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A significant number of talk shows and heated debates preceded the unveiling of Bangladesh’s national budget. However, discussions so far have remained among a particular group of people: business tycoons, intellectuals and the elite.
This prompts the question – where is the voice of ordinary Bangladeshis, and are we doing enough to include them in the decision-making processes?
The impact of budget has always been discussed at the macro level. The micro-level impact of the budget plan has hardly been considered. For example, if the price of a particular food item increases, the impact this has on a rural, female-headed family never comes to light. There is no effective tool to examine the micro-level impact either, a reason why it remains largely unexplored. On this very thought, BRAC in collaboration with iSocial a research body working in empowering communities through women-led entrepreneurship and Unnayan Shamannay, a home-grown Bangladeshi non-governmental research organisation, is advocating on the national budget through a robust data model based on relevant macro-economic variables and policy actions.
The first-of-its-kind data model, once fully developed, will help run simulation to check implications of small changes in macroeconomic decisions on household economies and marginalised individuals. Gaps and priorities of the allocation of budget can be measured through the model to make the budget more inclusive.
Since the last 47 years, BRAC has been working for the holistic development of people in poverty, especially at the base of the pyramid. Examining the impact of the budget on these low-income groups is an area of high interest. BRAC aims to influence policymakers for making pro-poor growth faster and inclusive by giving budget a human face.
A nationwide survey was carried out as part of this comprehensive research to identify areas where the impact of the national budget is going to be more intense. The survey was done among a total of 4,800 randomly selected respondents from three economic strata – namely extreme poor, poor and middle income. The survey questionnaire was designed in three categories: effectiveness of social security services, public perception of the national budget, and disaster preparedness and mechanism in the marginalised households.
According to the survey findings, 10% of the respondents receive at least one social security service, while one-third of the receivers of these services are women. It is an apparent misallocation manifested by excessive concentration of beneficiaries in the four social security net programmes (SSNP): old age allowances, widow allowances, disability allowances and freedom fighters’ allowances, which raises a question: are we missing proper representation of other benefit recipients or are there issues with governance of the SSNP distribution?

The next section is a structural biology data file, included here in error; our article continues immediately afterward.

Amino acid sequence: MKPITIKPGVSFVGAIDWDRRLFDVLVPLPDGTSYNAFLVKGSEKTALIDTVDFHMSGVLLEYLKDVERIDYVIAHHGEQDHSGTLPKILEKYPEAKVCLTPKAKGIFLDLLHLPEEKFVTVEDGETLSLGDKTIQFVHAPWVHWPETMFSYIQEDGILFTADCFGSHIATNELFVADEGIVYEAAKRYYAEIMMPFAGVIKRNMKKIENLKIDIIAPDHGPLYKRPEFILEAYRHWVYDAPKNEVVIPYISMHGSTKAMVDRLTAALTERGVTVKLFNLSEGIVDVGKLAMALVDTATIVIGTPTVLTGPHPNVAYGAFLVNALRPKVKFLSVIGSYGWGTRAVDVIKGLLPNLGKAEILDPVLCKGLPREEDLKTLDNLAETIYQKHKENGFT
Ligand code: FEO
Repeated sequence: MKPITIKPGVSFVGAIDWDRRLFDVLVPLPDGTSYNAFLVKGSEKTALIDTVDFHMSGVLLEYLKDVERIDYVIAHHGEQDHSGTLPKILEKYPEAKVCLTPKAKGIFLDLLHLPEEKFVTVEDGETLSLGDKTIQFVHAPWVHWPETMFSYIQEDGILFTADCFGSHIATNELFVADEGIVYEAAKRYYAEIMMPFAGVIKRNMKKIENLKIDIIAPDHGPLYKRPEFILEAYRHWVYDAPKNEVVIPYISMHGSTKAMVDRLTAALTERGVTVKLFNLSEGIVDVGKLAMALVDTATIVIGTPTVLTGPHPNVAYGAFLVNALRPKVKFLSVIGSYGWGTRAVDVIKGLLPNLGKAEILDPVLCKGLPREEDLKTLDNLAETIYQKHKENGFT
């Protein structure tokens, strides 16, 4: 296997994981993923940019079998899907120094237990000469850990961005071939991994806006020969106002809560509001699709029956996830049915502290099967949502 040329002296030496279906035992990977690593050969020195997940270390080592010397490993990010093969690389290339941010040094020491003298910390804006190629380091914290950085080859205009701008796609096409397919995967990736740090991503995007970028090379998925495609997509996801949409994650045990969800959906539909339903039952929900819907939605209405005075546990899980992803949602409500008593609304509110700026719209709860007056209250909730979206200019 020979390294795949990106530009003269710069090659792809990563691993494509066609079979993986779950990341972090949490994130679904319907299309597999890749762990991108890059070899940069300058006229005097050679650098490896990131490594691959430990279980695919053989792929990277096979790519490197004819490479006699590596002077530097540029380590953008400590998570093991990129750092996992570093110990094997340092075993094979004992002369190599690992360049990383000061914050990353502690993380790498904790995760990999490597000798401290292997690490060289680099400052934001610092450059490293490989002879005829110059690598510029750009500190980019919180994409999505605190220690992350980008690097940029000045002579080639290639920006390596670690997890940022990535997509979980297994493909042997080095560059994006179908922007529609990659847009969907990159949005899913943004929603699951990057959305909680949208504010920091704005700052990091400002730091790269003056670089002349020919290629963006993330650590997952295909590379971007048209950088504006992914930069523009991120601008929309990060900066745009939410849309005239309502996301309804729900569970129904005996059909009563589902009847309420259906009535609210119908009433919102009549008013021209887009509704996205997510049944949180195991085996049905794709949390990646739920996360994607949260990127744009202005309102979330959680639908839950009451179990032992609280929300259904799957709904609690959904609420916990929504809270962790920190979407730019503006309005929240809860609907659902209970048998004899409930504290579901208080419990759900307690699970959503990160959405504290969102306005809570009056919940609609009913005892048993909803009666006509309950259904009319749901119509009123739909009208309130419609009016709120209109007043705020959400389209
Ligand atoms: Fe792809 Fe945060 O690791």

Regarding public perception about different priorities of the national budget, the survey found that two-thirds of the respondents think prices of essential commodities increase as a result of annual budget announcement which indicates that people perceive national budget negatively. One-fifth of the respondents said that annual budget announcement has little to no impact on their public life. Interestingly, 17% of the respondents do not know what budget is. While asked about the priority sector for budget allocation, 64.5% of the responses was for children’s education and improved academic institutions, while 29.75% of the responses chose employment generation and youth development. These responses reflect that most Bangladeshis are aware of how the national budget affects their realities. However, lack of opportunities obstruct them from having their voices heard.
A press conference titled ‘National Budget 2019-2020: Impact on the poor and extreme poor’ took place at CIRDAP on 25 June 2019 where the new model and the survey findings were shared. The conference was chaired by KAM Morshed, Director of BRAC Advocacy for Social Change, Former Governor Dr Atiur Rahman, prominent economist Dr Nazneen Ahmed and economist and CEO of iSocial, Dr Ananya Raihan.
Several recommendations were made by the panelists, which included creating a mechanism that will monitor budget allocations, creating a pension scheme for day labourers and farmers so that socio-economic development can take place, and increasing initiatives and subsidies in the education, healthcare and youth employment sectors. BRAC, iSocial and Unnoyann Shamannay pledged to continue conducting sophisticated surveys so that the gaps in budget allocations can be identified, and the impact measured through the newly-developed data model. The model may be the key towards making more human-centric budgetary decisions.
Ezzat Tanzila Evana is a Young Professional at BRAC’s human resources and learning division.